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Table of contents
1.
Dictionary
1.1.
Creating a dictionary
1.2.
Accessing an Element
1.3.
Adding a new item
1.4.
Ordered Collection
1.5.
Removing an item
1.6.
Length Of Dictionary
1.7.
Nested Dictionary
2.
Sets
2.1.
Creating a set
2.2.
Adding an element
2.3.
Removing an element
2.4.
Length Of the set
2.5.
Accessing the elements in the set
2.6.
Duplicates are not allowed
3.
FAQs
4.
Key Takeaways
Last Updated: Mar 27, 2024

Dictionary and Sets

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Dictionary

Similar to maps in C++ or HashMap in Java, the dictionary in Python is the collection of key : value pairs. 

As seen in the diagram above, words are our keys, and their meanings are our values.

It is an ordered collection, i.e., if you add a new key : value pair, it will be placed at the end, and it does not allow duplicates.

Creating a dictionary

We can create the dictionary by using curly braces {}.

Syntax : 

dictionary_name = {}

Example :

myDict = {}
print(myDict) 

 

Output:

{}

 

We can place the key : value pairs inside curly braces {} separated by commas.

Example :

myDict = {
"Cpp" : "maps",
"Python" : "Dictionary",
10 : "ten",
"sum" : 1,
"isTrue" : False
}
print(myDict)

 

Output:

{'Cpp': 'maps', 'Python': 'Dictionary', 10: 'ten', 'sum': 1, 'isTrue': False}

 

We can also use the inbuilt dict() constructor to create a dictionary.

Syntax:

dictionary_name = dict(key1 = value1, key2 = value2, ...) 

Example:

myDict = dict(Python = "Dictionary", 
              Java = "HashMaps",
              num = 10,
              isTrue = False)
print(myDict)

Output:

{'Python': 'Dictionary', 'Java': 'HashMaps', 'num': 10, 'isTrue': False}

Accessing an Element

If we have the key, then we can access the values mapped with that key by using the following syntax:

dictionary_name[key]

Example : 

myDict = {"Cpp" : "maps", "Python" : "Dictionary","JAVA" : "HashMap"}
print(myDict["Cpp"])

Output:

maps

To access all the keys, values, and key : value pairs use the inbuilt keys()values(), and items() functions, respectively.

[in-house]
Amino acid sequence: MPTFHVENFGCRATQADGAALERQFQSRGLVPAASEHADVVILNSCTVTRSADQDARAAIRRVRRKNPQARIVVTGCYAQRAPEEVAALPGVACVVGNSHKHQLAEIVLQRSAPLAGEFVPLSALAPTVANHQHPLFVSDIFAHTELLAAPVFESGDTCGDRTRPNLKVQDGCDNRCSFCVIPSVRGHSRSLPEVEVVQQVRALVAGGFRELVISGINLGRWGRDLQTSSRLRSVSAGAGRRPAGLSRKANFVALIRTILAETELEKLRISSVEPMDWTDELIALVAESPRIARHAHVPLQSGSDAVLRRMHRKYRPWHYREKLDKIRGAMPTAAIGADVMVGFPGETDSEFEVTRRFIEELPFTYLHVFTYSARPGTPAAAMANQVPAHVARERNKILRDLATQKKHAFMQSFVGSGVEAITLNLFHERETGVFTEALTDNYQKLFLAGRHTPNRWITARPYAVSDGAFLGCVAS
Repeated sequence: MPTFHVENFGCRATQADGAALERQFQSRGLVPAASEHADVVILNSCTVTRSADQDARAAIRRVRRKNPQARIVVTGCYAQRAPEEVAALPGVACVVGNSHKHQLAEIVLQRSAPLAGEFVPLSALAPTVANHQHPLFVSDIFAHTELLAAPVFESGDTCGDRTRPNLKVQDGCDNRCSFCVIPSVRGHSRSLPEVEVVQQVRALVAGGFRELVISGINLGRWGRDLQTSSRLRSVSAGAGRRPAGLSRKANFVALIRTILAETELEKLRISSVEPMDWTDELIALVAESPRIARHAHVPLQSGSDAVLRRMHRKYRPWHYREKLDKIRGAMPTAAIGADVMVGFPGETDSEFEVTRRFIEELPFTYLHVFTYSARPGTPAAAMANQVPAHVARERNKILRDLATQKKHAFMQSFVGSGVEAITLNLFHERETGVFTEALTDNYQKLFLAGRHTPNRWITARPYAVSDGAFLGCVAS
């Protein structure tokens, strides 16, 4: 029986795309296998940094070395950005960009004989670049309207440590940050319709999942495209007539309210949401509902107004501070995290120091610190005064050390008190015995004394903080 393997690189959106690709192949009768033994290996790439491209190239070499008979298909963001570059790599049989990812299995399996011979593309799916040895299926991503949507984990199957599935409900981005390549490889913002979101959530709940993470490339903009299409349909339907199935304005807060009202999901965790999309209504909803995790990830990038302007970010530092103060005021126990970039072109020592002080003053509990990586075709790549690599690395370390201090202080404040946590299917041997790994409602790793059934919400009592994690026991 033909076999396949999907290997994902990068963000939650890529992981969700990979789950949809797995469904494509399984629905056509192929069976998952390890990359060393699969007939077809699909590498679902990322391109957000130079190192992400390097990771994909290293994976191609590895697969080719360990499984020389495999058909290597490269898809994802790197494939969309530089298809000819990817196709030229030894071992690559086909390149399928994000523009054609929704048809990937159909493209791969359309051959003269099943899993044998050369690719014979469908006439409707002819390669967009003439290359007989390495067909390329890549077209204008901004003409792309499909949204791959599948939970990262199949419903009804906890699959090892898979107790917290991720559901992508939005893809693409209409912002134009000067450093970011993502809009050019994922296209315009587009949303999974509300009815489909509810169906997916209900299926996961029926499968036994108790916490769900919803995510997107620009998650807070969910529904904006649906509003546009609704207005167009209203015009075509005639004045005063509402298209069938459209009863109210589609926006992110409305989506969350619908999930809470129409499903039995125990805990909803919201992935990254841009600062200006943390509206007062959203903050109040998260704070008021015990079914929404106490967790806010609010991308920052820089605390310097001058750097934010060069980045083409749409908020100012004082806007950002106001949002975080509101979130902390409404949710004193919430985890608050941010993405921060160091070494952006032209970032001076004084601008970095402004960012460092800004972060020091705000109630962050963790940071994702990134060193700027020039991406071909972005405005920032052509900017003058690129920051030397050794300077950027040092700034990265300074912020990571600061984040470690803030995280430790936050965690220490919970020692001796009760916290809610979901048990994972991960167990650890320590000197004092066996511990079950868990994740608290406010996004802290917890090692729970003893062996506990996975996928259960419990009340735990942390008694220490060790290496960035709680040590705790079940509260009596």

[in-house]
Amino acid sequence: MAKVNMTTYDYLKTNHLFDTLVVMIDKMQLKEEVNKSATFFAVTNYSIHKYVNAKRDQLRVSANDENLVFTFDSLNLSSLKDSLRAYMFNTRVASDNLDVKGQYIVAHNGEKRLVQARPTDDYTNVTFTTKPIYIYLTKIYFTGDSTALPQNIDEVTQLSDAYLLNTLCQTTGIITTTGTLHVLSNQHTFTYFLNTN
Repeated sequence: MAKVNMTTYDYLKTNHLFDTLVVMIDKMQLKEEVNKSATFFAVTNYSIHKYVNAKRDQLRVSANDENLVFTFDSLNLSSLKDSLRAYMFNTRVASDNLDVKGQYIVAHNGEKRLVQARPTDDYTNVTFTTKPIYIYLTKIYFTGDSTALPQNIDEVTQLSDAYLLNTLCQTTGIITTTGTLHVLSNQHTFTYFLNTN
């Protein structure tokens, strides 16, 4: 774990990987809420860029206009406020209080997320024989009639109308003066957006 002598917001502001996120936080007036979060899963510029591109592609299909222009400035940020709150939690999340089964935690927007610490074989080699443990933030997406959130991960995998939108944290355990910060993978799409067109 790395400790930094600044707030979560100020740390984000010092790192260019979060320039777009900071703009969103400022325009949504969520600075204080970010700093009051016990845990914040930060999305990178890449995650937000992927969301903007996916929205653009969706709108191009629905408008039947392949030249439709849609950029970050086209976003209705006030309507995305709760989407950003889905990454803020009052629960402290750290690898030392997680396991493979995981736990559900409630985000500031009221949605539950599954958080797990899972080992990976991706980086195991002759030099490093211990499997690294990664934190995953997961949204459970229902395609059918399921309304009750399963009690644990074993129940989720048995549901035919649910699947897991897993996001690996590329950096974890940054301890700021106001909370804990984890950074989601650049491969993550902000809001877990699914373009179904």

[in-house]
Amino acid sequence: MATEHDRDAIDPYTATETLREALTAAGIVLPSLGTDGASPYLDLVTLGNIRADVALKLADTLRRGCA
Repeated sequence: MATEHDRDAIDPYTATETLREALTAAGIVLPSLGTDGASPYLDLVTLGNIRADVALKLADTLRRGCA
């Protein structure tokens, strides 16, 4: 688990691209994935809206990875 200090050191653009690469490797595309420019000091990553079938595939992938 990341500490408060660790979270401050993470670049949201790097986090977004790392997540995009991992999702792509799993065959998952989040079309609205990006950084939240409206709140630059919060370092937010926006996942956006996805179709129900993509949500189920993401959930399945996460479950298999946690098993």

Example:

myDict = {"Cpp" : "maps", "Python" : "Dictionary","JAVA" : "HashMap"}
print(myDict.keys())
print(myDict.values())
print(myDict.items())

Output

dict_keys(['Cpp', 'Python', 'JAVA'])
dict_values(['maps', 'Dictionary', 'HashMap'])
dict_items([('Cpp', 'maps'), ('Python', 'Dictionary'), ('JAVA', 'HashMap')])

You can practice by yourself with the help of online python compiler for better understanding.

 

Adding a new item

Python dictionaries are mutable, i.e., we can add a new item or remove an item after creating the dictionary.

We can use an inbuilt function called update to add a new key : value pair.

Syntax:

dictionary_name.update({key : value})

Example:

myDict = {"Cpp" : "maps", "Python" : "Dictionary","JAVA" : "HashMap"}
myDict.update({"JavaScript" : "Maps"})
print(myDict)

Output:

{'Cpp': 'maps', 'Python': 'Dictionary', 'Java': 'HashMaps', 'JavaScript': 'Maps'}

 

Ordered Collection

The dictionary in Python remembers the order in which items are inserted.

Let's try to understand it by example - 

myDict = {}
myDict.update({"Cpp" : "maps"})
myDict.update({"Python" : "Dictionary"})
myDict.update({"JAVA" : "HashMap"})
print(myDict)

 

output:

{'Cpp': 'maps', 'Python': 'Dictionary', 'JAVA': 'HashMap'}

As seen in the example, the items are maintained in the order of insertion.

Removing an item

Like the update function, Python also provides an in-built del() function to remove an item. 

Syntax:

del(dictionary_name[key])

Example:

myDict = {"Cpp" : "maps", "Python" : "Dictionary","JAVA" : "HashMap", "JavaScript": "Maps"}
del(myDict["Cpp"])
print(myDict)

 

Output:

{'Python': 'Dictionary', 'Java': 'HashMaps', 'JavaScript': 'Maps'}

Using the del function, we can also delete the entire dictionary.

Syntax:

del(dictionary_name)

Example:

myDict = {"Cpp" : "maps", "Python" : "Dictionary","JAVA" : "HashMap", "JavaScript": "Maps"}
del(myDict)
print(myDict)

Output:

NameError: name 'myDict' is not defined

Length Of Dictionary

To determine the number of key : value pairs in the dictionary, we can use the len() function.